Defendant next argues that the district court should have severed counts thirty-nine and forty of the indictment, which charged her with forging endorsements and signatures on two tax refund checks, from the indictment's remaining counts. Because Defendant did not object to the joinder of the counts at trial, we review only for plain error. Fed. R. Crim. P. 52(b). We will not exercise our discretion to correct plain error unless the error "seriously affects the fairness, integrity or public reputation of judicial proceedings." United States v. Olano, 507 U.S. 725, 732 (1993) (internal quotations omitted).(2)

Under Fed. R. Crim. P. 8(a), joinder of offenses is permitted if the offenses "are of the same or similar character or are based on the same act or transaction or on two or more acts or transactions connected together or constituting parts of a common scheme or plan." We construe Rule 8(a) broadly to allow liberal joinder to enhance the efficiency of the judicial system. United States v. Johnson, 130 F.3d 1420, 1427 (10th Cir. 1997), cert. denied, 119 S. Ct. 78 (1978).

We conclude that joinder of the offenses in this case was proper because the conduct alleged in all counts of the indictment was part of a common scheme or plan to enhance Defendant's business and profit by preparing false tax returns for her clients. The forgeries charged in counts thirty-nine and forty were directly linked with the false returns which were the subject of counts thirty and thirty-one. Moreover, the IRS issued the refund checks described in counts thirty-nine and forty to clients as a direct result of the false tax returns that Defendant filed on their behalf. Accordingly, we do not believe the district court's failure to sever counts thirty-nine and forty constituted plain error.

Lastly, Defendant argues that the district court abused its discretion by refusing to depart downward under the sentencing guidelines. In United States v. Castillo, 140 F.3d 874, 887 (10th Cir. 1998), we recently stated:

[C]ourts of appeals cannot exercise jurisdiction to review a sentencing court's refusal to depart from the sentencing guidelines except in the very rare circumstance that the district court states that it does not have authority to depart from the sentencing guideline range for the entire class of circumstances proffered by the defendant.

At Defendant's sentencing hearing, the court stated:

I do not believe that this is an appropriate case for departure. . . . I note that in tax cases deterrence is a very important aspect, and I also note that, . . . Ms. Akaoula did abuse a small group of people who­and I watched them testify­appeared very naive, quite trusting, and she truly abused her position of trust. For that reason I am not going to depart.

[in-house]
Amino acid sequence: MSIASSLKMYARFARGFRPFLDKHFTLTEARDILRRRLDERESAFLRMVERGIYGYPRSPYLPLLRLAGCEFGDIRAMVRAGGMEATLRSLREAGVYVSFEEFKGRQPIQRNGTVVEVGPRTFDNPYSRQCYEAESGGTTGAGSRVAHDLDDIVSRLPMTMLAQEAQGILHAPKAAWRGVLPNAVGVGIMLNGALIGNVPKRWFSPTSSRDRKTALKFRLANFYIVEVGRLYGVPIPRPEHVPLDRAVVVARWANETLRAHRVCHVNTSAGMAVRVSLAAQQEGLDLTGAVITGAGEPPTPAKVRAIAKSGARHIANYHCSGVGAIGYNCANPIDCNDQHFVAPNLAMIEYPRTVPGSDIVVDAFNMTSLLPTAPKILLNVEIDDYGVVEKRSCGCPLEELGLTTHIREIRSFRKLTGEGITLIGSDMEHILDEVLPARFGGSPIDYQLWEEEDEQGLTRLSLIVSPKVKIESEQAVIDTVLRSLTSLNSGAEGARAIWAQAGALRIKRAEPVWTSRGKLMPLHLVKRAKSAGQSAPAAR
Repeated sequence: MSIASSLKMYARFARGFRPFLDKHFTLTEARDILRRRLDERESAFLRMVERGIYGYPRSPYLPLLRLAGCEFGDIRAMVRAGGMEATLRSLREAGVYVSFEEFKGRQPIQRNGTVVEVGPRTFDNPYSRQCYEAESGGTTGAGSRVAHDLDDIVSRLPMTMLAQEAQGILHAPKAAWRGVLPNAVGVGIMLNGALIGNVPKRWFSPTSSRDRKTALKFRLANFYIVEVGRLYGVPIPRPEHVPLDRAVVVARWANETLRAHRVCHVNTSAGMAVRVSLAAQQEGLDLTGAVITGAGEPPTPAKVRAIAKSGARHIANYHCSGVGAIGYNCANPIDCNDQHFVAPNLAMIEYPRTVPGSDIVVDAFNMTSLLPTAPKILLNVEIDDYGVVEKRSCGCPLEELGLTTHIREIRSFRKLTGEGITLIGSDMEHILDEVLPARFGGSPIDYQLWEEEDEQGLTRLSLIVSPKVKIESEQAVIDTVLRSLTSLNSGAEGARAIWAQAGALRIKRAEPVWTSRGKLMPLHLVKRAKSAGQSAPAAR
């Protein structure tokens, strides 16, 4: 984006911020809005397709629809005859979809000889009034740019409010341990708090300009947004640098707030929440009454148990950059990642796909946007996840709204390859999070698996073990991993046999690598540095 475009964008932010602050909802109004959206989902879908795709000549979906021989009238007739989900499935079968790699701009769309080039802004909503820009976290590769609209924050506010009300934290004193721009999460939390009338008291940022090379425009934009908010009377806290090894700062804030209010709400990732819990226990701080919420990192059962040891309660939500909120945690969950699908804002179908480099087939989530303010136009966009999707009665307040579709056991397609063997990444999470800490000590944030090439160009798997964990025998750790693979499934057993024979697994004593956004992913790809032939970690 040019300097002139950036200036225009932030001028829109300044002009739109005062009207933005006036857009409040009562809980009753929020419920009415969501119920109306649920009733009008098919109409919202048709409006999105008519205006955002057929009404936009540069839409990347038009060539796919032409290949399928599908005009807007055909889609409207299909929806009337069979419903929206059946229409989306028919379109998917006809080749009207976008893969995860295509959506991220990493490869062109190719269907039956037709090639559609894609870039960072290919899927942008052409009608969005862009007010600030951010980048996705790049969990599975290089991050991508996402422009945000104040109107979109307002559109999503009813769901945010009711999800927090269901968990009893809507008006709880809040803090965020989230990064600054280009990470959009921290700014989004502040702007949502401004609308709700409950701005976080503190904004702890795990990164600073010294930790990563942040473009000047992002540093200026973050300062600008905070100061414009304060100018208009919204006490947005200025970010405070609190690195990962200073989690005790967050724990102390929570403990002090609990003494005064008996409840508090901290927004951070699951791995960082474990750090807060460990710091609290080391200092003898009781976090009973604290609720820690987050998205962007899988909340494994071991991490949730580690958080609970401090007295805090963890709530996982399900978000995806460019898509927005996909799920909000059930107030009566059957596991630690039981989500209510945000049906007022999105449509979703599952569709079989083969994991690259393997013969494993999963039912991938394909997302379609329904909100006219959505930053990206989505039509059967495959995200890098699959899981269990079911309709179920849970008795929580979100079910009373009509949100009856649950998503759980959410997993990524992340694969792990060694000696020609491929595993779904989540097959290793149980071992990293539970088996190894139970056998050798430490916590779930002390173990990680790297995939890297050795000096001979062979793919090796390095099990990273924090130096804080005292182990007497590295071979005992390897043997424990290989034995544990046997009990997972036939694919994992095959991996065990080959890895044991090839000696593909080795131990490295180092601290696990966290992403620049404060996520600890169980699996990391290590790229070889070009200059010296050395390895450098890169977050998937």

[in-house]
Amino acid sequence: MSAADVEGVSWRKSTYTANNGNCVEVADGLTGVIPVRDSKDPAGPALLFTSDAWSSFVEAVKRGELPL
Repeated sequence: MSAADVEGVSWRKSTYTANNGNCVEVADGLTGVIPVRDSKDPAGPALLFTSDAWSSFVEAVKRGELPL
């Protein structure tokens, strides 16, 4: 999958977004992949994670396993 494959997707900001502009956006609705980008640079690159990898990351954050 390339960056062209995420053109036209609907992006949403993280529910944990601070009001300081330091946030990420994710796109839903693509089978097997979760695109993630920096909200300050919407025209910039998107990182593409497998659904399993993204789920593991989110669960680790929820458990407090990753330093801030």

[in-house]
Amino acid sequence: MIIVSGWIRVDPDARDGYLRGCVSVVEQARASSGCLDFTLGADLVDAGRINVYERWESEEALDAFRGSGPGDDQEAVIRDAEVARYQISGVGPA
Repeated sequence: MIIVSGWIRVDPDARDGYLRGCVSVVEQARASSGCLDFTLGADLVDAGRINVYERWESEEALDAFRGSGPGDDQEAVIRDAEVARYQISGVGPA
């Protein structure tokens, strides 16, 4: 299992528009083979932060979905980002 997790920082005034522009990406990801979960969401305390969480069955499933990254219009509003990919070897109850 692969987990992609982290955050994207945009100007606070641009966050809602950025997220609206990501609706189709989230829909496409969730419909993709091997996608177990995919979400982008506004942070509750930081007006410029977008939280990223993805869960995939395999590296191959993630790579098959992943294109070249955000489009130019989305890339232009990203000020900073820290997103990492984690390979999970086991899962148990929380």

The district court did not base its decision to deny a downward departure on a lack of authority to depart. Rather, the court examined the particular circumstances before it and determined that no departure was in order. Accordingly, we have no jurisdiction to review the district court's refusal to depart downward in this case.


Entered for the Court,

Bobby R. Baldock

Circuit Judge

Click footnote number to return to corresponding location in the text.

*. This order and judgment is not binding precedent, except under the doctrines of law of the case, res judicata, and collateral estoppel. The court generally disfavors the citation of orders and judgments; nevertheless, an order and judgment may be cited under the terms and conditions of 10th Cir. R. 36.3.

**. After examining the briefs and appellate record, this panel has determined unanimously that oral argument would not materially assist the determination of this appeal. See Fed. R. App. P. 34(a)(2)(C); 10th Cir. R. 34.1(G). The case is therefore ordered submitted without oral argument.

1. Section 10.34(a)(3) provides:

(3) Relying on information furnished by clients. A practitioner advising a client to take a position on a return, or preparing or signing a return, or preparing or signing a return as a preparer, generally may rely in good faith without verification upon information furnished by the client. However, the practitioner may not ignore the implications of information furnished to, or actually known by, the practitioner, and must make reasonable inquiries if the information furnished appears to be incorrect, inconsistent, or incomplete.

31 C.F.R. § 10.34(a)(3).

2. In her brief, Defendant appears to argue that if we direct the district court to grant her a judgment of acquittal on counts one through thirty-eight based on insufficient evidence, we must grant her a new trial as to counts thirty-nine and forty because those counts were inextricably intertwined with counts one through thirty-eight, resulting in undue prejudice before the jury. Because we affirm Defendant's convictions on counts one through thirty-eight, however, we have no occasion to vacate her convictions as to counts thirty-nine and forty based on that argument. Out of an abundance of caution, we nevertheless proceed with a discussion of the propriety of joining counts thirty-nine and forty with counts one through thirty-eight.